#257 Material Storage

(a) Piles of brick, tile, masonry blocks, & similar material shall be stabilized against falling by use of headers at least every 6th course. When a loose brick stack reaches a height of 4 ft, it shall be tapered back at least 2 inches in every foot of height above 4-ft level. Brick stacks shall not be more than 7 ft in height. When masonry blocks are stacked higher than 6 ft, the stack shall be tapered back one-½ block per tier above the 6-ft level.
(b) In piling bags of cement or other material more than 5 ft high, the face of the pile shall be tapered back (except where supported by walls or otherwise), or the sacks shall be so tied in horizontal layers as to prevent them from falling or collapsing.

(c) Piles of lumber, structural steel, and similar materials shall be maintained so that the stack is stable against falling or collapsing. Headers, crosspieces, or other means shall be used as needed in the pile to prevent slipping, tipping, or collapsing. Lumber piles shall not exceed 20 ft in height provided that lumber to be handled manually shall not be stacked more than 16 ft high.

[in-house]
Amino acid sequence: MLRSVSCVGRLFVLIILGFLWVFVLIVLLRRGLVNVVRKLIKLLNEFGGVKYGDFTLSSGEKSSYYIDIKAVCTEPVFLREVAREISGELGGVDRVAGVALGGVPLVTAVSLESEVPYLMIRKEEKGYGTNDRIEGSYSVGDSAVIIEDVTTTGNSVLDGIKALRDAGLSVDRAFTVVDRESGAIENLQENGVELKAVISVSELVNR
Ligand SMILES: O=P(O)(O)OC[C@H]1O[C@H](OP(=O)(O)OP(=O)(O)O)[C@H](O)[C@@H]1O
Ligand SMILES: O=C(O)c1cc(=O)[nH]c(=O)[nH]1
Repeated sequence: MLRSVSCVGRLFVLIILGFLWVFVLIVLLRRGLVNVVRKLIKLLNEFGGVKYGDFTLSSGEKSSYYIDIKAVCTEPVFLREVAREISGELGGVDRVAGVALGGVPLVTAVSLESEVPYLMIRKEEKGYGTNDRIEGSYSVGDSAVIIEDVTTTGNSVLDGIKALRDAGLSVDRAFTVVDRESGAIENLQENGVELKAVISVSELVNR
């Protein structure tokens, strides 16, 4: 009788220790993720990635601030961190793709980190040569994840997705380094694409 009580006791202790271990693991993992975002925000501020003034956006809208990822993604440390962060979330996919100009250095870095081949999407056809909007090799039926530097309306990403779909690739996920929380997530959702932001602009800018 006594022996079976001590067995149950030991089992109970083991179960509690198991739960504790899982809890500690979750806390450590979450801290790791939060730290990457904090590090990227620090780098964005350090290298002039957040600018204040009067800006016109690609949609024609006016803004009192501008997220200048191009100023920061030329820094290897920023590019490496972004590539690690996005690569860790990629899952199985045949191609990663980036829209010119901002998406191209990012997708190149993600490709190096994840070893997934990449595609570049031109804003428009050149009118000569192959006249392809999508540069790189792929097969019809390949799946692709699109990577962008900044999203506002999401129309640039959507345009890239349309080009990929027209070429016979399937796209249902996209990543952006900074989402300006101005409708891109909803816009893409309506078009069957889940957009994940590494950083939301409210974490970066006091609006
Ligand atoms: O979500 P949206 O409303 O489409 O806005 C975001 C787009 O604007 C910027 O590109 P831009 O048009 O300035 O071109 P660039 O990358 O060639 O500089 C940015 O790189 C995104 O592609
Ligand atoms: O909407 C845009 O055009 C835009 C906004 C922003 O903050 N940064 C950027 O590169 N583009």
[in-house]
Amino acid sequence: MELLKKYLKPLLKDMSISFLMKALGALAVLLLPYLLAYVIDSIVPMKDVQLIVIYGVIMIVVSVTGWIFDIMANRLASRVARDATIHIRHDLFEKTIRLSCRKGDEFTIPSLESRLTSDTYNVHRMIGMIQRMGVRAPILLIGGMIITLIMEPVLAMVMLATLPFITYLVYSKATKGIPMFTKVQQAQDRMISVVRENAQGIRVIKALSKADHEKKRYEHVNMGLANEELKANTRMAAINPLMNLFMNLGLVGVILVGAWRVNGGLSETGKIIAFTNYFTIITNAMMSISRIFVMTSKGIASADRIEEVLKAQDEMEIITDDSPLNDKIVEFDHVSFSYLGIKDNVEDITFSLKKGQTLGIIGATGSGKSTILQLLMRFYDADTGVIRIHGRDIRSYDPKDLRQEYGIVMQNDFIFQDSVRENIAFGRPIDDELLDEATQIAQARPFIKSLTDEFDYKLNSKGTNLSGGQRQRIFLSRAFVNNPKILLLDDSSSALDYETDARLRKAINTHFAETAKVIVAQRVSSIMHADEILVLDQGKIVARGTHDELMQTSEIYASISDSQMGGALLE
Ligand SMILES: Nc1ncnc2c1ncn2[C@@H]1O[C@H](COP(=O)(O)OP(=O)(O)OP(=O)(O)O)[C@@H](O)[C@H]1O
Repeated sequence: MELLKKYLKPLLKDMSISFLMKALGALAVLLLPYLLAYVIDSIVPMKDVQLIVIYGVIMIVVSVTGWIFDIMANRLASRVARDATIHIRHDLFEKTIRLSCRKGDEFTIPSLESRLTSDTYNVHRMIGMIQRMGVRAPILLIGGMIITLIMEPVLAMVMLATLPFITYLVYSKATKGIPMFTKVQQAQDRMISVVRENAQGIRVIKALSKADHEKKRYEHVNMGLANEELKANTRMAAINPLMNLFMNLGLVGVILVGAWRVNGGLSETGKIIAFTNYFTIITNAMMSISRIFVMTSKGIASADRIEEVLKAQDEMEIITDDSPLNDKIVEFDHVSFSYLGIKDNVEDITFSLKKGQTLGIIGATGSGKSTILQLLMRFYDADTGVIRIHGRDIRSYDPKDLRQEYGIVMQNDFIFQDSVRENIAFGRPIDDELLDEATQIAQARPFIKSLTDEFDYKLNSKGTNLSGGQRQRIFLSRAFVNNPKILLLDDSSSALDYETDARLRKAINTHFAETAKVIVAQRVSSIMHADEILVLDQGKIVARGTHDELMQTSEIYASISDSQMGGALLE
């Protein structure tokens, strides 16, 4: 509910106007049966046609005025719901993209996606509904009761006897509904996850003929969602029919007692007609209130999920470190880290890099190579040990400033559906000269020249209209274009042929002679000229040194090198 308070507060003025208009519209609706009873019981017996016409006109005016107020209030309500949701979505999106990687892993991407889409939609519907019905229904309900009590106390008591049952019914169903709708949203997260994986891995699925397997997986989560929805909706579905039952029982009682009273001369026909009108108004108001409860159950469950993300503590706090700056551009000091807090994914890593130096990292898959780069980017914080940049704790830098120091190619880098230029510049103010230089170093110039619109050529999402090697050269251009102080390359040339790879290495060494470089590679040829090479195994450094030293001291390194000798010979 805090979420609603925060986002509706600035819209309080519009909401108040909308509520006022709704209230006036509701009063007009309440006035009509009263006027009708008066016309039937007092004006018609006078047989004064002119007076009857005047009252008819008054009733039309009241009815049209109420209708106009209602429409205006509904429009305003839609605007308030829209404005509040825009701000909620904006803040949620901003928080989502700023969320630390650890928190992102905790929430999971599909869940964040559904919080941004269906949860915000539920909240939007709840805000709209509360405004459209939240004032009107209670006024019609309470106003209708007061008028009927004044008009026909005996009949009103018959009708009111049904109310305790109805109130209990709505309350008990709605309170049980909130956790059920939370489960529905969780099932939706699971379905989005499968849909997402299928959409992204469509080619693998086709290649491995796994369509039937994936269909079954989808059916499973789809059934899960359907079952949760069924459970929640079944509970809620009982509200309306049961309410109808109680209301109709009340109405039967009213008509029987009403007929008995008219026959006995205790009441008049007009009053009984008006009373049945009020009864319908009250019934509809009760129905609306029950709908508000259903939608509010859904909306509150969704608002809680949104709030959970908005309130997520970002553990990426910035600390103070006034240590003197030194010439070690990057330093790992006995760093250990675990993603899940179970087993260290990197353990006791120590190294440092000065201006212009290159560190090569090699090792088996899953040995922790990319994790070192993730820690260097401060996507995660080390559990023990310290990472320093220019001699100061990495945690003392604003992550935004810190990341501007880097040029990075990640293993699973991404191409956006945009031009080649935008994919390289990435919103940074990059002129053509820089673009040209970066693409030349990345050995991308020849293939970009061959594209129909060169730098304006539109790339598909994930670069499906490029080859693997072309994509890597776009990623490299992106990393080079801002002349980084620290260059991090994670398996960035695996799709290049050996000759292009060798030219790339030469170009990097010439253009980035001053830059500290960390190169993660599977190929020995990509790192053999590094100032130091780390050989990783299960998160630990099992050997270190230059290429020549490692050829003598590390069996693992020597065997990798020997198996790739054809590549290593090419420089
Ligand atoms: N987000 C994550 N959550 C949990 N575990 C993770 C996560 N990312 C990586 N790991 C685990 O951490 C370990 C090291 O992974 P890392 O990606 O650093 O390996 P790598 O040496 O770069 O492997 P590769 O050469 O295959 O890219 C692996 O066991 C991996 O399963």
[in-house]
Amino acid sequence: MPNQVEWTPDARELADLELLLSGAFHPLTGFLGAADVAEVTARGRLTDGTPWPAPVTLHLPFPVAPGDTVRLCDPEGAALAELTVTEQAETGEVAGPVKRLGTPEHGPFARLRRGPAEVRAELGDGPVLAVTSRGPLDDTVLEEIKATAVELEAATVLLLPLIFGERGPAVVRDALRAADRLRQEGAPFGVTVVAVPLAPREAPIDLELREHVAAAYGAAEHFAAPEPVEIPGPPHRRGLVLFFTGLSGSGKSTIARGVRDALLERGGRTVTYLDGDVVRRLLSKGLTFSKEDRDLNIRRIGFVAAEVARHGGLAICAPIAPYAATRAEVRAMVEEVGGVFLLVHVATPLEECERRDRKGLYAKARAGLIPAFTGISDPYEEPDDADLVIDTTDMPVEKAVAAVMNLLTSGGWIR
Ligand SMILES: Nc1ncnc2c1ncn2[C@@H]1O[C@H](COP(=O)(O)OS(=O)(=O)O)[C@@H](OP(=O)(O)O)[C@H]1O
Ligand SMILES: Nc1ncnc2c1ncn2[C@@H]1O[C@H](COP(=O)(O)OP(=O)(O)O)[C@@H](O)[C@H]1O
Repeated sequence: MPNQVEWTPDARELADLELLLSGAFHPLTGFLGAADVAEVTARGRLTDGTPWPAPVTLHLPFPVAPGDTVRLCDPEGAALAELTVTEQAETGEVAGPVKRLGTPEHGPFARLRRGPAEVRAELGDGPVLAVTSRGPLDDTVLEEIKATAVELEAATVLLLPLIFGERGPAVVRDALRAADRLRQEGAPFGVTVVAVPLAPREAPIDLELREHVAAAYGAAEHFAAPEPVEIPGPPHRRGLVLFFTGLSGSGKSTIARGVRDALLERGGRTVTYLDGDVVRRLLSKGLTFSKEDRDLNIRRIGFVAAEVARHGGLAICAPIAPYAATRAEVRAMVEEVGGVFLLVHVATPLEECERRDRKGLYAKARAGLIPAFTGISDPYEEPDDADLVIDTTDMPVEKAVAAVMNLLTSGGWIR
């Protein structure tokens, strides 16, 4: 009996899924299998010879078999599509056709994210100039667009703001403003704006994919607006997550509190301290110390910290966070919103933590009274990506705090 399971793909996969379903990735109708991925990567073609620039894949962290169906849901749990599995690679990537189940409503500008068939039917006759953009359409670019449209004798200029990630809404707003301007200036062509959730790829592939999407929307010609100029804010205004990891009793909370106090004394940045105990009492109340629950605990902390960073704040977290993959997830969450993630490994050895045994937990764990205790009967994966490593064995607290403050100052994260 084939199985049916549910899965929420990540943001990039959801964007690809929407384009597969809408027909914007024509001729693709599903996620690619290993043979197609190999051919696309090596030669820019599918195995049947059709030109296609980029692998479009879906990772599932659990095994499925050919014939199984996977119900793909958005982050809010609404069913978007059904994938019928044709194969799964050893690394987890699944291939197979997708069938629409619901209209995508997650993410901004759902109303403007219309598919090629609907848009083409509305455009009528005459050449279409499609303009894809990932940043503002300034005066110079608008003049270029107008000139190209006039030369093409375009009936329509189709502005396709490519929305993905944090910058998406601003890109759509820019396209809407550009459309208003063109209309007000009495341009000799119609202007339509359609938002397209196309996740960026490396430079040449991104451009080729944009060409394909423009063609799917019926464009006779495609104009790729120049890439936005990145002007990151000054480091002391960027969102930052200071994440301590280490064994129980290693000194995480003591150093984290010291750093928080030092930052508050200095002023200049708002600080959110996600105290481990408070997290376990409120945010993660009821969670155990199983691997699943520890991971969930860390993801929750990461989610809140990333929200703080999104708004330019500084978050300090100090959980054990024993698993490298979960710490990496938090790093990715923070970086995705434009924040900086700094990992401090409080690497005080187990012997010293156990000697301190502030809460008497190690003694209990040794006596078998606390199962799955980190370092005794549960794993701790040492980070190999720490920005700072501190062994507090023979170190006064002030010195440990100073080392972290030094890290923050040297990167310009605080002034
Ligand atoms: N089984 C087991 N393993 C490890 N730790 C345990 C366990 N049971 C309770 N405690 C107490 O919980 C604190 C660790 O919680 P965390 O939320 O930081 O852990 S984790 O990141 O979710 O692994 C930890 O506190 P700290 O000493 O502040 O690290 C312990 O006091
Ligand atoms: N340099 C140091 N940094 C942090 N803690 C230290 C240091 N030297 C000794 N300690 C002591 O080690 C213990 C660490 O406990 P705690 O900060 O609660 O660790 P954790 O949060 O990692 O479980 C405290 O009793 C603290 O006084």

(d) Sheetrock, plywood, trusses, and similar material shall not be stacked on edge unless positively secured against tipping or falling.

(e) Material inside buildings under construction shall not be placed within 6 ft of any hoistway or inside floor openings, nor within 10 ft of an exterior wall which does not extend above the top of the material unless the material is positively barricaded, placed, or secured to prevent it from falling.

(f) The maximum safe load limits of floors, or portions of floors, used for storage areas within buildings and structures, shall not be exceeded.

(g) Materials which may cause a hazardous reaction or unstable condition while in storage shall be segregated.

(h) Material on balconies or in other similar elevated locations on the exteriors of buildings under construction shall be placed, secured or positively barricaded in order to prevent the material from falling.